Lauren Yarnall

Alone Again, I Turn Twenty-Five

In a month, I’ll be a quarter,
and I’d like to spend myself
on something my younger self
would think is cool— like
a jelly bracelet, or a plastic capsule
from a cheap machine;
one w/ a yellow lid
and a single temporary
tattoo curled up inside.
Now how grown-up am I? Standing alone
in my kitchen w/ a wet sponge
pressed to my forearm until I grow
a tiny heart there,
until a small pool of holy
water forms on the linoleum,
and my dog begins
to drink from it. Here, alone,
I get to water this heart
until it starts to peel. I get to pray
to the patron saint of empty
Doritos bags; the saint
of Bravo reality TV; of absentmindedly
masturbating and then crying
afterwards—shit, I get to
be
that saint. How many times
have I martyred myself? How many times
have I Googled what it takes to be considered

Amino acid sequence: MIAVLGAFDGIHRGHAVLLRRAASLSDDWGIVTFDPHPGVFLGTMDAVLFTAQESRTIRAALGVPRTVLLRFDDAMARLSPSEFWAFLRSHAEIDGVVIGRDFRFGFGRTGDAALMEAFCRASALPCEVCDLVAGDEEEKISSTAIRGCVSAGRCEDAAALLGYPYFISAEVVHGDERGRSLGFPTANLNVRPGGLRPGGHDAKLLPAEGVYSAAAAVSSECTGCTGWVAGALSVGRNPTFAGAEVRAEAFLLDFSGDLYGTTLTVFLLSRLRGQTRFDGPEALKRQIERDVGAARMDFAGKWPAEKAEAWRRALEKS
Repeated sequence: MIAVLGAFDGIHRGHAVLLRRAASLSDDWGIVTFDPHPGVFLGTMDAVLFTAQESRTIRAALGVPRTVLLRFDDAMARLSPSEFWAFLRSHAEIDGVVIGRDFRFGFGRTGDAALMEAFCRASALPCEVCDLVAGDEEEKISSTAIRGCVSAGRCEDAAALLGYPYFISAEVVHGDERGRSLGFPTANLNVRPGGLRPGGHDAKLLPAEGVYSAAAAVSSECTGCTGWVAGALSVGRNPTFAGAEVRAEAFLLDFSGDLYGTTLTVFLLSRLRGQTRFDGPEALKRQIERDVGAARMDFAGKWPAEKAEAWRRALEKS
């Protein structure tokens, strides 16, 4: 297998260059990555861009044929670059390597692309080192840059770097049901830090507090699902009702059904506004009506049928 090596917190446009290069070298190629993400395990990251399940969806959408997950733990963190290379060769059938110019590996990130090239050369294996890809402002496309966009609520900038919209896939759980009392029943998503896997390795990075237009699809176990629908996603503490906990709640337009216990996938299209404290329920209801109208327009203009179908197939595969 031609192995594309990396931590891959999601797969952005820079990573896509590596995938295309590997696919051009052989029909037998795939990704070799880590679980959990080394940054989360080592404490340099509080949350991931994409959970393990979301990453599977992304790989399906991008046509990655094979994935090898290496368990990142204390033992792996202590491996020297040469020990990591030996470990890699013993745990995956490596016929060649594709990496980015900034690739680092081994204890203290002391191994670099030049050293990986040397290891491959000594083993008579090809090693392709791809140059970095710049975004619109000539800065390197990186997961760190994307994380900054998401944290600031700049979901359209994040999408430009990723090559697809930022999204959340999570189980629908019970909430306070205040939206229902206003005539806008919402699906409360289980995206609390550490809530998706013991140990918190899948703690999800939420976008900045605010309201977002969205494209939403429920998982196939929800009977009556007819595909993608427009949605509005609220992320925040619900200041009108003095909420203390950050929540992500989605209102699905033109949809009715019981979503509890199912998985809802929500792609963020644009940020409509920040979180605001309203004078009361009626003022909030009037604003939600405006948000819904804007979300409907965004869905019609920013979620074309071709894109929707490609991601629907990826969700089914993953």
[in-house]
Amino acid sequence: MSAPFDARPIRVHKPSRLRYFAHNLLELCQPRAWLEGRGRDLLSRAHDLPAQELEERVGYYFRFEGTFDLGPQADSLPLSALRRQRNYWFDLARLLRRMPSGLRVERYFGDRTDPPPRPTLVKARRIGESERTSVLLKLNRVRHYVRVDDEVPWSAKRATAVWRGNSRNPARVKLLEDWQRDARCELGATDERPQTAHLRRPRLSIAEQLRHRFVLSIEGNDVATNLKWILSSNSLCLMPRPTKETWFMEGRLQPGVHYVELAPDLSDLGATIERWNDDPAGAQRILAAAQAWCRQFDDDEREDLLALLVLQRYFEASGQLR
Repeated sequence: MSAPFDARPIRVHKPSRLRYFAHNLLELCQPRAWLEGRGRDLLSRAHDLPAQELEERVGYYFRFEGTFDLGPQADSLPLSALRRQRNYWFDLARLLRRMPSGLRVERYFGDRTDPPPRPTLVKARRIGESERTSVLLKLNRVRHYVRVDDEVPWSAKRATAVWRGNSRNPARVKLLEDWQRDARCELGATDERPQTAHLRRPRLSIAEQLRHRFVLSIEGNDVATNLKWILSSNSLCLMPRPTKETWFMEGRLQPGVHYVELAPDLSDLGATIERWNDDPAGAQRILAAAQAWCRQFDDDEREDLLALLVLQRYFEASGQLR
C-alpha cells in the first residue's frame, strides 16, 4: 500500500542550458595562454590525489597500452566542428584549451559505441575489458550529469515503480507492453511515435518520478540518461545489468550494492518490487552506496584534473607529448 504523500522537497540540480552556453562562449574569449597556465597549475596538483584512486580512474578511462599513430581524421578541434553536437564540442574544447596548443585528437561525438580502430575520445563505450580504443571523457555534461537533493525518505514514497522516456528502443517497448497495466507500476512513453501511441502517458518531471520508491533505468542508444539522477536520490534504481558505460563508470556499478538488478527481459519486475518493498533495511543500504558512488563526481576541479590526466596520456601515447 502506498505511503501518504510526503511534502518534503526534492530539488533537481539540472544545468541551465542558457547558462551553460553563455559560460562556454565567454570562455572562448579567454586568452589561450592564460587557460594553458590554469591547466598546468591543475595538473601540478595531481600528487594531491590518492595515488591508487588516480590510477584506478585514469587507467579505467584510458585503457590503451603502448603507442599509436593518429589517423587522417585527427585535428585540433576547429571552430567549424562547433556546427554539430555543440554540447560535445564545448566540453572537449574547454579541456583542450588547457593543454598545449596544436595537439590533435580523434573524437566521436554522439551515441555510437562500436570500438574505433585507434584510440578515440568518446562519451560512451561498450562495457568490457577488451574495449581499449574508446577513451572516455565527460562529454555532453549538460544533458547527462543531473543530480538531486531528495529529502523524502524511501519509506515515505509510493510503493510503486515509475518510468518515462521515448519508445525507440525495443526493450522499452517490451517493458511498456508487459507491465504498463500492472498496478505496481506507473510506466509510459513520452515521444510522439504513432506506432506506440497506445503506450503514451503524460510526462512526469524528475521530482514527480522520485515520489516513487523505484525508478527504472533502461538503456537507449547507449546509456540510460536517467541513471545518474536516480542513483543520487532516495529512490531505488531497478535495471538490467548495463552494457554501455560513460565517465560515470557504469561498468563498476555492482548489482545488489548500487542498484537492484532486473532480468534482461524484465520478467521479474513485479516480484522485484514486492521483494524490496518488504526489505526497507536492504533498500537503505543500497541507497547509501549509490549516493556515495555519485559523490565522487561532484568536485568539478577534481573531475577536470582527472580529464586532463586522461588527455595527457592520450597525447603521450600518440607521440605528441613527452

a saint?
And how many more times
will Netflix ask me if I’m still here
so I have to pick up the remote, aim
and click, yes, I’m still watching
and yes, I’m here?

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Lauren Yarnall is a third year Master of Fine Arts candidate in Poetry at the University of Idaho, where she also works as the Editor in Chief of Fugue. She is from Ellicott City, Maryland and received her bachelor’s degree in Creative Writing from Salisbury University. She is a Centrum fellow and Pushcart nominee, as well as a Best of the Net nominee and finalist for Yemassee's 2018 Poetry Contest. Lauren's work has previously appeared or is forthcoming in Thrush Poetry Journal, Sugar House Review, Waxwing Magazine, Muzzle Magazine, Puerto del Sol, and elsewhere.